Maryland: The move may be a hard pill to swallow for longtime Terrapin fans. However this move was the net result of several decades of demographical/cultural change affecting the state of Maryland. At the same time the University of Maryland as an academic institution was slowly evolving into a school whose academic style (large school, research heavy, post-grad emphasis, international branding) had become perfectly aligned with the Big Ten academic style while having less in common with the ACC academic style.
Maryland was an academic outlier and was facing critical athletic budget shortfalls surrounding their athletic program. It was ultimately a hard decision for the school to make. It takes a lot of convincing before a school can walk away from a major conference that it chartered at a time when it was relatively stable. Maryland ultimately had to make that decision and it came on the heels of what had become an unavoidable reality facing the UMD administration. Maryland simply no longer fit in with the ACC culturally or academically. The financial situation clearly helped push the move along, but at the end of the day this was the net result of several decades of change.
Rutgers: No school got a luckier draw than the Scarlet Knights. They essentially drew a royal flush and found a bid into their dream conference. Their only athletic accomplishment to speak of is playing the first collegiate football game ever. Other than that? A 1949 fencing national championship, a 1982 AIAW women’s basketball national championship, and a few cheerleading national championships. That’s it, that is about all I can point to justify this move athletically. So how they heck did this happen????
Terrific academics, particularly in area’s that Big Ten schools are renowned for?
An improving football program that missed postseason play just once since 2005?
The only FBS school in the 11th most populous state in the country with close proximity to New York City?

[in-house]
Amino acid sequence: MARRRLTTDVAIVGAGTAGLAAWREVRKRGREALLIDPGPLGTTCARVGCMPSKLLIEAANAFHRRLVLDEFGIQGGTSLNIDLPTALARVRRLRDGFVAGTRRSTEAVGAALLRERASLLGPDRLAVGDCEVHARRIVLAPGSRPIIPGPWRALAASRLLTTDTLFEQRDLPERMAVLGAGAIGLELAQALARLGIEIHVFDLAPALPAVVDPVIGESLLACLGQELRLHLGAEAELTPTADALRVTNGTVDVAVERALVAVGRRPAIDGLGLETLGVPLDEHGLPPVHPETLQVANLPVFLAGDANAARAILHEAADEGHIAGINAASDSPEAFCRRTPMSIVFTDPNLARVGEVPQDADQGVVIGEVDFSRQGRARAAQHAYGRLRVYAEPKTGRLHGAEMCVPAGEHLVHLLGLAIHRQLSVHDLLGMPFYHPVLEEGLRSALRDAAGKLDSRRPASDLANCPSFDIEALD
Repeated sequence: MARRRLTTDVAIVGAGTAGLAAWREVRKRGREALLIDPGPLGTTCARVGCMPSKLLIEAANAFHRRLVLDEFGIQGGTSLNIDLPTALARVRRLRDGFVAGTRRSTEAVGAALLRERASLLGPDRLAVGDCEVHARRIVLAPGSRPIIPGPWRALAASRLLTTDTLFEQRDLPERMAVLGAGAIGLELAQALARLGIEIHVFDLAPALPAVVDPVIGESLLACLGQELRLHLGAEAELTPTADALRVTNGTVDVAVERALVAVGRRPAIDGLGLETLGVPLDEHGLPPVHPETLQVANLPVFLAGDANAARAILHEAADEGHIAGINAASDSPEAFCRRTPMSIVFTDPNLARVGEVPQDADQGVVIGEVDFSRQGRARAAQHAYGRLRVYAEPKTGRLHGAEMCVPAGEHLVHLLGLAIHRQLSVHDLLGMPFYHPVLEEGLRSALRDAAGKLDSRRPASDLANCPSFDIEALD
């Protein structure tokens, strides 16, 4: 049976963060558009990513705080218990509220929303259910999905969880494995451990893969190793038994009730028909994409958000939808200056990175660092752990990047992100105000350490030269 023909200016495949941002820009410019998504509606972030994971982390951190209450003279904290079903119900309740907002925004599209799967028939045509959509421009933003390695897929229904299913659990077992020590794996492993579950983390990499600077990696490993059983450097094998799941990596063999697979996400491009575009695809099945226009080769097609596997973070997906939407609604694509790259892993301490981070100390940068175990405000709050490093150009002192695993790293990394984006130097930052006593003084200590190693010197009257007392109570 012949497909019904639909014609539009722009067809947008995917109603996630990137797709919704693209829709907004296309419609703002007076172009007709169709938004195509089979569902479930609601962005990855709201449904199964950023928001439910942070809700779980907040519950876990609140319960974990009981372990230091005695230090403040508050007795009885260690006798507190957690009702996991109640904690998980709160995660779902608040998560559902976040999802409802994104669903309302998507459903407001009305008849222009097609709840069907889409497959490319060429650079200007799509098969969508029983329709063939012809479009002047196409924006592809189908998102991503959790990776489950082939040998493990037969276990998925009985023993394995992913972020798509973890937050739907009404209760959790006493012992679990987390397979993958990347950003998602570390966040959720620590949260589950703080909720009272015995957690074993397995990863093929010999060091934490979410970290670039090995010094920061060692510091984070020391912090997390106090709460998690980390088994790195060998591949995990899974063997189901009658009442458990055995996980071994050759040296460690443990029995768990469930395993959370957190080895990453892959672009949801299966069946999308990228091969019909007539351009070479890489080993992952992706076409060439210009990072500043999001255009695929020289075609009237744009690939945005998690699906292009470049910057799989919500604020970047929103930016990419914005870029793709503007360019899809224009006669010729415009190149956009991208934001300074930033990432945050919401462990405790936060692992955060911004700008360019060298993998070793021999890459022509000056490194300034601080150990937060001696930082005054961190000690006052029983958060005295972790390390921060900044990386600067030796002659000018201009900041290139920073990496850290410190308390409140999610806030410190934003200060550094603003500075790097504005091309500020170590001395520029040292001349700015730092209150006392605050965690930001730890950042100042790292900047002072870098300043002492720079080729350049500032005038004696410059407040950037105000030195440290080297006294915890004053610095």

Okay I get it now…
Conclusion: All joking aside, Big Ten commissioner Jim Delany quietly hit a grand slam with this move. Rutgers and Maryland fit in perfectly with the Big Ten academically. Both are located near decent recruiting grounds (which the Big Ten is in desperate need of). The two schools also have proximity to major cities (Baltimore, New York, & Washington).
Putting all that aside, what really makes this move so impressive is that Nebraska, Rutgers, and Maryland quietly are some of the most valuable TV additions the Big Ten can get. My favorite realignment blogger Frank The Tank wrote an article which stated that the four most valuable TV targets for the Big Ten were Texas, Rutgers, Nebraska, and Maryland. Oh and he published it two months before the Big Ten publicly invited Nebraska.
The “slow ten” jokes and comments about Maryland and Rutgers being horrible picks is making Delany cry all the way to the bank. Delany might have walked away with the best expansion moves yet in realignment. The beauty in all of this for the Big Ten is their current TV contract expires in 2016 (such convenient timing). We will soon see just how valuable these additions were.